If you want to be spiritual, ask uncomfortable questions,’ Goddess News, Spiritual Blog, Divine Feminine,
Dr Joanna Kujawa, Spiritual Detective :).
The idea for this blog came to me as an amalgamation of
several topics that interest me and which I intend to write as separate blogs.
But this particular take on my blog has called upon me because last weekend I
returned to my novel, which I have not touched in any serious way since 2014
and which I completely abandoned in 2016 after some attempts at a quick fix (which
does not exist) and out of a lack of time due to professional demands.
Last weekend, after a brave revisiting of the novel, I realised that the main and undercurrent movement of the theme there is a shift from disempowerment to the empowerment of the heroine. This is not, however, disempowerment in some general terms that I am exploring there, but, rather her sensual and emotional disempowerment within a romantic and sexually addictive relationship. As I read a few chapters of my novel, I quickly realised that the theme is not about the relationship with the male protagonist who stays very much in the shadows, but about the heroine’s relationship with herself and her own power. The central questions are probably: ‘How did she lose her power? And how can she regain it?’
This is a very important point to emphasise (I will elaborate later), as it is entirely up to her. It is not dependant on her circumstances. And not up to the man – who would be all too easy to blame, but dependant on her own power and how she chooses to give it away (at least in the beginning). This led me to reflect on how women generally give up their power in relationships, how young girls lose this power around puberty and regain it often only as older women after menopause. Most importantly, I wonder how the concept of the Goddess had been diminished in history.
Essentially, ‘what the hell has happened?’
So, let me share my reflections and observations here, not necessarily in a systematic way, but organically and intuitively, as I look at some of my beloved spiritual and cultural traditions: Tantra, Ancient Greek mythology, Christianity and Gnosticism, in particular.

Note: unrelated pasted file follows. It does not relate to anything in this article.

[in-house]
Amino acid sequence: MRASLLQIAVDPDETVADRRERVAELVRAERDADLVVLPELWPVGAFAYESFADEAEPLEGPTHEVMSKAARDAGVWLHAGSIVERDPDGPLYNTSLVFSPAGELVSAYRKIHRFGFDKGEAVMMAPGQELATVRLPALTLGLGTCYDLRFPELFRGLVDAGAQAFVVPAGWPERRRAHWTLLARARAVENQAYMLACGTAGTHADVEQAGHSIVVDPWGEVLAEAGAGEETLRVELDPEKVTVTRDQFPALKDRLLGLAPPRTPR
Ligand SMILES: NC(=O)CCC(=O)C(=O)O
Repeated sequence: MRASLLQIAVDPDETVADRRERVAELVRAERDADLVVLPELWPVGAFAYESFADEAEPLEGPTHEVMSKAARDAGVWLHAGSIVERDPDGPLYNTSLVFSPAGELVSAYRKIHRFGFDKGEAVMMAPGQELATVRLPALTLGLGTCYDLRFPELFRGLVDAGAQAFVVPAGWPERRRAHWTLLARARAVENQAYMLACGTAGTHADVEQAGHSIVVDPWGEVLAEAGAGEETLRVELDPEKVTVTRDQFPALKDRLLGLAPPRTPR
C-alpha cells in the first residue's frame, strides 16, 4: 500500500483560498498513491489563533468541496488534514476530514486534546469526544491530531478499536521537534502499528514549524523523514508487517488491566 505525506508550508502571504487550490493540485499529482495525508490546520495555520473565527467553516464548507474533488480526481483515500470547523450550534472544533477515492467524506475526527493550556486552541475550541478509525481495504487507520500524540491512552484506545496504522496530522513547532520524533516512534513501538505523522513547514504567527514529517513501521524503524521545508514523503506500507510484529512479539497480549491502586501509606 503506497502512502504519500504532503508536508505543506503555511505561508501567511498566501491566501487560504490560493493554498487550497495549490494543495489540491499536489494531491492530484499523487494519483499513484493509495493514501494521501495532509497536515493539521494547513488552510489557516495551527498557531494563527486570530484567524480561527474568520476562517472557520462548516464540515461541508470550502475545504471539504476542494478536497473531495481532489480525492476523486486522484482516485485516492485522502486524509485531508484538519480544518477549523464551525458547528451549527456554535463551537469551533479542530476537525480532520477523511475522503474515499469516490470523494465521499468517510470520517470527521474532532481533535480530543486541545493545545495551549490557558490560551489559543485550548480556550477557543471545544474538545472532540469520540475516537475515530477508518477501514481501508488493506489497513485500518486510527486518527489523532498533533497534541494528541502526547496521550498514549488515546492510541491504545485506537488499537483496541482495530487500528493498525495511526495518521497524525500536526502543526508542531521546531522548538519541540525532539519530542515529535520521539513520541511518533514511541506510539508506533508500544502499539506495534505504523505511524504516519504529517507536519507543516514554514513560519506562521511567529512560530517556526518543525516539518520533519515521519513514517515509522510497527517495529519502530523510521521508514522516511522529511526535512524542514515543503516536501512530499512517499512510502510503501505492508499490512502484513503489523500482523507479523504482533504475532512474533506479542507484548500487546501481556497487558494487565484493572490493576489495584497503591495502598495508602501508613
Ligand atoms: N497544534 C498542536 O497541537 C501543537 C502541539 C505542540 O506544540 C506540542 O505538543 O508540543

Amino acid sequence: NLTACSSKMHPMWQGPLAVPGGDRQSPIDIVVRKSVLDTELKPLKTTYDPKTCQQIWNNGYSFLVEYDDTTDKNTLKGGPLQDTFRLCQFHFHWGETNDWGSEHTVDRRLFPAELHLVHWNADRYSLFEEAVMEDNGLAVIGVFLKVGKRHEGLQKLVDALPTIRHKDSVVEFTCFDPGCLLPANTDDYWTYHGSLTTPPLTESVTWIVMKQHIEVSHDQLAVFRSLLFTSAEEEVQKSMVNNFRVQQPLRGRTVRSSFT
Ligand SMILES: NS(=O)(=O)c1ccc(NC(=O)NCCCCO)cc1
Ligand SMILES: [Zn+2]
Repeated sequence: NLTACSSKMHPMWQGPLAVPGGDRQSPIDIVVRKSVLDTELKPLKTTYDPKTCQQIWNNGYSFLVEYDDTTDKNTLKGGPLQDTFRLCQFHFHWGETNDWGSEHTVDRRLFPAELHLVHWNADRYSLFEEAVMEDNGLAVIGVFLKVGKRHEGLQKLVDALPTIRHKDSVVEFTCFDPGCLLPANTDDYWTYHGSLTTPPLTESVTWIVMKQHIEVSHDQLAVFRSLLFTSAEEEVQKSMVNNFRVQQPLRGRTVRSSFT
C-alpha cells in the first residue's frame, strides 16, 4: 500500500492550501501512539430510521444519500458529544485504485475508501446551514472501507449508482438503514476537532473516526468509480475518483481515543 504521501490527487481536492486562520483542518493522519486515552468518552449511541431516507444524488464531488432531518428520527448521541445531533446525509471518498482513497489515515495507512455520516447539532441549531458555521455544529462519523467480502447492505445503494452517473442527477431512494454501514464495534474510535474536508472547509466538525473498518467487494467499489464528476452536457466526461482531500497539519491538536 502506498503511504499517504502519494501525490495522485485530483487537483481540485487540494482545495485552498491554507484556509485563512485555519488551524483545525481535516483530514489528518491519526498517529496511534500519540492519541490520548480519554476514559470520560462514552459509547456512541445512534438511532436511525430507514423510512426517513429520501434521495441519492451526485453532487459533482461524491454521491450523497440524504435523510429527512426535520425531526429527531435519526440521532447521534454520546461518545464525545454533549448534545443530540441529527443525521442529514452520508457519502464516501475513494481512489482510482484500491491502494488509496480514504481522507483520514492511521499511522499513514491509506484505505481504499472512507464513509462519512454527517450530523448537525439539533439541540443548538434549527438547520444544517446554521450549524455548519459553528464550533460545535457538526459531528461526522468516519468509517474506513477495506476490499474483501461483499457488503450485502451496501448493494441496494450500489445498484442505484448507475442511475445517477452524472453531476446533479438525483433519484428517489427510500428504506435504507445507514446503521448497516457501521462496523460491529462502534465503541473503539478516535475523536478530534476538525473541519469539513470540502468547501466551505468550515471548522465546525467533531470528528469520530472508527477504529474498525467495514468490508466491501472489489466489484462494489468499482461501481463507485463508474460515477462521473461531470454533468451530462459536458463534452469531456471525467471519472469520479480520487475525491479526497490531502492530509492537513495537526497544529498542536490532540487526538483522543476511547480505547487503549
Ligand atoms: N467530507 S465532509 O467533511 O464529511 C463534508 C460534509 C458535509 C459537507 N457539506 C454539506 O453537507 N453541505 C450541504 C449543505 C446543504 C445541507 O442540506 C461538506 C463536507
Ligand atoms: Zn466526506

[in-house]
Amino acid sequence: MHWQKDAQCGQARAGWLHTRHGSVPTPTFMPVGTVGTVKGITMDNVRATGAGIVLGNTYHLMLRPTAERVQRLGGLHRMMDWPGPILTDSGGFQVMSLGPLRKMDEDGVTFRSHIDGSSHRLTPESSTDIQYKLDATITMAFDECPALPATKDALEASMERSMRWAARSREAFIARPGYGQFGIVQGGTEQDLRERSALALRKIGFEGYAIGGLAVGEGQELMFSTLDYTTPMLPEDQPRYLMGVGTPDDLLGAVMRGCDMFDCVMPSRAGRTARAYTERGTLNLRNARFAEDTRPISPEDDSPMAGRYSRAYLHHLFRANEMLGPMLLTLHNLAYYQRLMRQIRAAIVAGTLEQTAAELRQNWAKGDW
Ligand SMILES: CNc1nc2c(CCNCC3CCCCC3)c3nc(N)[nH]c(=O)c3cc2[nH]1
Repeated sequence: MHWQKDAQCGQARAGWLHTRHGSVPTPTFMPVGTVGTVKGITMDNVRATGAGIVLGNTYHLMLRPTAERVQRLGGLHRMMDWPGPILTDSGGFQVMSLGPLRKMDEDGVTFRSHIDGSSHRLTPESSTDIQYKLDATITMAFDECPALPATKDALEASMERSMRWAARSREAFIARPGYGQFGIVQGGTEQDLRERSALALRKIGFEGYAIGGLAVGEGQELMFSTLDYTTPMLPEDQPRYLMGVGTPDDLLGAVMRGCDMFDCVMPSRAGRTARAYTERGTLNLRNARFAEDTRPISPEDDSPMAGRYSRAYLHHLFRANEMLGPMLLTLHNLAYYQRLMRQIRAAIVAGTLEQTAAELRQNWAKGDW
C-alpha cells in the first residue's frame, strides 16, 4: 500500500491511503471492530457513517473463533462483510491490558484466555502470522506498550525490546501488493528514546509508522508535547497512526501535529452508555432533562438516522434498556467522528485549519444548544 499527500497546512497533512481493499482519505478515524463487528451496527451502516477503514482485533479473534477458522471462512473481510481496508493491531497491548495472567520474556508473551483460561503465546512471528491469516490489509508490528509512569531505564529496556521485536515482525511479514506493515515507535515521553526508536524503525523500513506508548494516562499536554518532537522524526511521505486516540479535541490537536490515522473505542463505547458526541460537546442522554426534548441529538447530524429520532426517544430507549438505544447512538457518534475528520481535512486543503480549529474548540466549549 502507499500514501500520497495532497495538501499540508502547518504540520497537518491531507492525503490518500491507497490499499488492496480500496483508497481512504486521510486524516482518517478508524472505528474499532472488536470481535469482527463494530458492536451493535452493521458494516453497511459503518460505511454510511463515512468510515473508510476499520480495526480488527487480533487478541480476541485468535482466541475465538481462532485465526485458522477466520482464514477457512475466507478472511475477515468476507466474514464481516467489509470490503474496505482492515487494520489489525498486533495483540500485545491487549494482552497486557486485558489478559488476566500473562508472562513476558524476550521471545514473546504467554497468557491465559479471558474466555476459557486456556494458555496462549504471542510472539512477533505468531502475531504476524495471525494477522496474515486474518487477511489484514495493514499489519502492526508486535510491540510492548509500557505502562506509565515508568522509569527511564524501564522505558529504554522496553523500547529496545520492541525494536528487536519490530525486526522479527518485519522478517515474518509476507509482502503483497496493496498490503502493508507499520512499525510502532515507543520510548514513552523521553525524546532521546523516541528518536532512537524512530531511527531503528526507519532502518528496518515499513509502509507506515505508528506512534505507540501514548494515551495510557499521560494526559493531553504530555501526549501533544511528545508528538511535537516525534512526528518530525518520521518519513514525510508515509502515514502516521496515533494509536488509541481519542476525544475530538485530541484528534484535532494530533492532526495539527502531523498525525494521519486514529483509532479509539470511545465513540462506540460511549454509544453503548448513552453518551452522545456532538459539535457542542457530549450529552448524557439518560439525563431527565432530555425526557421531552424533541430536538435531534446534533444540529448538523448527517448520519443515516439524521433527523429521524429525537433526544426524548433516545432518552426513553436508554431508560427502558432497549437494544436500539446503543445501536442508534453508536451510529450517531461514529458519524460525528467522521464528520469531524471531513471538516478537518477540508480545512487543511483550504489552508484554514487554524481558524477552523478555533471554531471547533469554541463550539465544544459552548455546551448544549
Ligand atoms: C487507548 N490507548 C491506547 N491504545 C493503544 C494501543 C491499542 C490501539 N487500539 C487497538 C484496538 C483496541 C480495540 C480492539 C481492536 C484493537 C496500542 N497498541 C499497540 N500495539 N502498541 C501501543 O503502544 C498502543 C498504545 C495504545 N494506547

Even after many years, I still remember the moment when, about 15-or-so years ago, I was attending a private study group lead by a Sanskrit and Tantric Scholar, a swami and a Tibetan Buddhist monk. I was the only woman in the group and I was honoured also as such. As we were delving into chapter 29 of the 10th century Tantric text describing the use of women in sexual ritual for spiritual attainment, I asked the translator of the work, ‘What happened to the women after the ritual? And, ‘what if they got pregnant?’ The man threw his arms in the air with a ‘Who knows?’ expression. This was the first sign for me that something was amiss. The book that we were discussing sensually depicted the women invited to the ritual as slim-waisted with breasts like the fruit of bimba trees, and ideally from low societal strata. The reason for the last requirement was that the men performing the ritual wanted to attain enlightenment by breaking the rigid rules of Hindu dogma and all its restrictions. The rebellious part of the Tantra appealed to the heretic and rebel in me to such a degree that I did not even notice that I was identifying with the rebellious spirit of the men and up to that point had not considered the women! That is, until I asked the crucial question: ‘what happens to them and what if they got pregnant?’ To which nobody had an answer.